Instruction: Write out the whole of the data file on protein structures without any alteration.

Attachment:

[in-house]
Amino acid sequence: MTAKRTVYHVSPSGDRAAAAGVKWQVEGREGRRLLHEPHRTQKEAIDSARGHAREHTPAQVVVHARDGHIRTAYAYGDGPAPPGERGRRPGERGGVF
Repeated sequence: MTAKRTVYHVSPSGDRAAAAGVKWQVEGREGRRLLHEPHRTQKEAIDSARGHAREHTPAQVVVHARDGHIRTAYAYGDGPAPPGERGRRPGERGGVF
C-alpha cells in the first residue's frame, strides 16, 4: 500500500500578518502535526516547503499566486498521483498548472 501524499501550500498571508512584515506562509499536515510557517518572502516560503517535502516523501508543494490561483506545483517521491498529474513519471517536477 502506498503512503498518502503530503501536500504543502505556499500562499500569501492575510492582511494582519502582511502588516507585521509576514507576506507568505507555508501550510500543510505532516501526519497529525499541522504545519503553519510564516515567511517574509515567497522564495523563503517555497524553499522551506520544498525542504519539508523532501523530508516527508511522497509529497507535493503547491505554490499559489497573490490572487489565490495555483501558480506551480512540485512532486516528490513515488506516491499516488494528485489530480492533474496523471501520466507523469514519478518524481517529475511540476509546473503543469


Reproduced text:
[in-house]
Amino acid sequence: MTAKRTVYHVSPSGDRAAAAGVKWQVEGREGRRLLHEPHRTQKEAIDSARGHAREHTPAQVVVHARDGHIRTAYAYGDGPAPPGERGRRPGERGGVF
Repeated sequence: MTAKRTVYHVSPSGDRAAAAGVKWQVEGREGRRLLHEPHRTQKEAIDSARGHAREHTPAQVVVHARDGHIRTAYAYGDGPAPPGERGRRPGERGGVF
C-alpha cells in the first residue's frame, strides 16, 4: 500500500500578518502535526516547503499566486498521483498548472 501524499501550500498571508512584515506562509499536515510557517518572502516560503517535502516523501508543494490561483506545483517521491498529474513519471517536477 502506498503512503498518502503530503501536500504543502505556499500562499500569501492575510492582511494582519502582511502588516507585521509576514507576506507568505507555508501550510500543510505532516501526519497529525499541522504545519503553519510564516515567511517574509515567497522564495523563503517555497524553499522551506520544498525542504519539508523532501523530508516527508511522497509529497507535493503547491505554490499559489497573490490572487489565490495555483501558480506551480512540485512532486516528490513515488506516491499516488494528485489530480492533474496523471501520466507523469514519478518524481517529475511540476509546473503543469